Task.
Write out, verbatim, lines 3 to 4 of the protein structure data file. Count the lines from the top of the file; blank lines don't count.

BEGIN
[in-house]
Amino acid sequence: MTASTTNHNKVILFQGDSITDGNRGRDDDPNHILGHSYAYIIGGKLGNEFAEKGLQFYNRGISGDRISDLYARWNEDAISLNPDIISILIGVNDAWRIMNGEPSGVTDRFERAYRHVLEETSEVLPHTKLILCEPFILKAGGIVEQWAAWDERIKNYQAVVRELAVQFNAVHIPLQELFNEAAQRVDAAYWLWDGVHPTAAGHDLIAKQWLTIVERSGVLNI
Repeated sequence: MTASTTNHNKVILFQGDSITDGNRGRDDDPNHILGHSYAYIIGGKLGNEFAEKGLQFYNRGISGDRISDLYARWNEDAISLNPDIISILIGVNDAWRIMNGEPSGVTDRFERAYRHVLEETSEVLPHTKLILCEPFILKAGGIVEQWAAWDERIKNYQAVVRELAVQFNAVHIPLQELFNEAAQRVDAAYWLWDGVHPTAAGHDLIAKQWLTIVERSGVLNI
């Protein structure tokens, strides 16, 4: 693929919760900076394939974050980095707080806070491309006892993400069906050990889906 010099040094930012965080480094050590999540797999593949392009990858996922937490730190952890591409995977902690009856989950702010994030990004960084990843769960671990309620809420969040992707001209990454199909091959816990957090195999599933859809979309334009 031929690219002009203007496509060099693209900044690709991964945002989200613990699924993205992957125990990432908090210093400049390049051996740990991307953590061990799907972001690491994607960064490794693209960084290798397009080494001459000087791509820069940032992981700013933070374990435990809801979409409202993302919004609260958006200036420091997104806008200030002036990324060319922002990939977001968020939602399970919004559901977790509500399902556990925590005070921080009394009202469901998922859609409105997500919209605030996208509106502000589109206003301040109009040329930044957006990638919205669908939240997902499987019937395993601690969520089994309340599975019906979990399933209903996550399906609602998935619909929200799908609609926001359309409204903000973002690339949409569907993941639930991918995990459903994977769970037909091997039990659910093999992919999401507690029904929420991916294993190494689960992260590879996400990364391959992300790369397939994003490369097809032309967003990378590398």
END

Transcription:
Repeated sequence: MTASTTNHNKVILFQGDSITDGNRGRDDDPNHILGHSYAYIIGGKLGNEFAEKGLQFYNRGISGDRISDLYARWNEDAISLNPDIISILIGVNDAWRIMNGEPSGVTDRFERAYRHVLEETSEVLPHTKLILCEPFILKAGGIVEQWAAWDERIKNYQAVVRELAVQFNAVHIPLQELFNEAAQRVDAAYWLWDGVHPTAAGHDLIAKQWLTIVERSGVLNI
């Protein structure tokens, strides 16, 4: 693929919760900076394939974050980095707080806070491309006892993400069906050990889906 010099040094930012965080480094050590999540797999593949392009990858996922937490730190952890591409995977902690009856989950702010994030990004960084990843769960671990309620809420969040992707001209990454199909091959816990957090195999599933859809979309334009 031929690219002009203007496509060099693209900044690709991964945002989200613990699924993205992957125990990432908090210093400049390049051996740990991307953590061990799907972001690491994607960064490794693209960084290798397009080494001459000087791509820069940032992981700013933070374990435990809801979409409202993302919004609260958006200036420091997104806008200030002036990324060319922002990939977001968020939602399970919004559901977790509500399902556990925590005070921080009394009202469901998922859609409105997500919209605030996208509106502000589109206003301040109009040329930044957006990638919205669908939240997902499987019937395993601690969520089994309340599975019906979990399933209903996550399906609602998935619909929200799908609609926001359309409204903000973002690339949409569907993941639930991918995990459903994977769970037909091997039990659910093999992919999401507690029904929420991916294993190494689960992260590879996400990364391959992300790369397939994003490369097809032309967003990378590398």